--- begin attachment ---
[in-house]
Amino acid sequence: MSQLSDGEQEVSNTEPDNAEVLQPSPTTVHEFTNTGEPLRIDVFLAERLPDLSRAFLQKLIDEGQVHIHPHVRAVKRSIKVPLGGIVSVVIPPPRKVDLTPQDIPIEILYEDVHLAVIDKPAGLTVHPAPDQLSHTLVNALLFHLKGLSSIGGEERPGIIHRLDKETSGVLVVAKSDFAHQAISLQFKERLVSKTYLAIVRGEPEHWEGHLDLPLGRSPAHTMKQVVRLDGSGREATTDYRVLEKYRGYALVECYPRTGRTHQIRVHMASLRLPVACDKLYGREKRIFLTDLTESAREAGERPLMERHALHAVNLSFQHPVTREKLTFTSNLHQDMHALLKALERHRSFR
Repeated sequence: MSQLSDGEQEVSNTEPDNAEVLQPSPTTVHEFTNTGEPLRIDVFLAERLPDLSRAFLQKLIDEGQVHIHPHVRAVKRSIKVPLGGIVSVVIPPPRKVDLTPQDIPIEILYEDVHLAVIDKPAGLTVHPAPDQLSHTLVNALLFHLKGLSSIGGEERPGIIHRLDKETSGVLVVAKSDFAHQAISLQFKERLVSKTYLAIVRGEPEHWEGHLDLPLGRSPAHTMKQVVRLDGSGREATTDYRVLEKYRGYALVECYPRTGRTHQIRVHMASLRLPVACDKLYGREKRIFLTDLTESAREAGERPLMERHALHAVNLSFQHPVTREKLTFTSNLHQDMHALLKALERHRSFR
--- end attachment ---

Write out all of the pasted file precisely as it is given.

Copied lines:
[in-house]
Amino acid sequence: MSQLSDGEQEVSNTEPDNAEVLQPSPTTVHEFTNTGEPLRIDVFLAERLPDLSRAFLQKLIDEGQVHIHPHVRAVKRSIKVPLGGIVSVVIPPPRKVDLTPQDIPIEILYEDVHLAVIDKPAGLTVHPAPDQLSHTLVNALLFHLKGLSSIGGEERPGIIHRLDKETSGVLVVAKSDFAHQAISLQFKERLVSKTYLAIVRGEPEHWEGHLDLPLGRSPAHTMKQVVRLDGSGREATTDYRVLEKYRGYALVECYPRTGRTHQIRVHMASLRLPVACDKLYGREKRIFLTDLTESAREAGERPLMERHALHAVNLSFQHPVTREKLTFTSNLHQDMHALLKALERHRSFR
Repeated sequence: MSQLSDGEQEVSNTEPDNAEVLQPSPTTVHEFTNTGEPLRIDVFLAERLPDLSRAFLQKLIDEGQVHIHPHVRAVKRSIKVPLGGIVSVVIPPPRKVDLTPQDIPIEILYEDVHLAVIDKPAGLTVHPAPDQLSHTLVNALLFHLKGLSSIGGEERPGIIHRLDKETSGVLVVAKSDFAHQAISLQFKERLVSKTYLAIVRGEPEHWEGHLDLPLGRSPAHTMKQVVRLDGSGREATTDYRVLEKYRGYALVECYPRTGRTHQIRVHMASLRLPVACDKLYGREKRIFLTDLTESAREAGERPLMERHALHAVNLSFQHPVTREKLTFTSNLHQDMHALLKALERHRSFR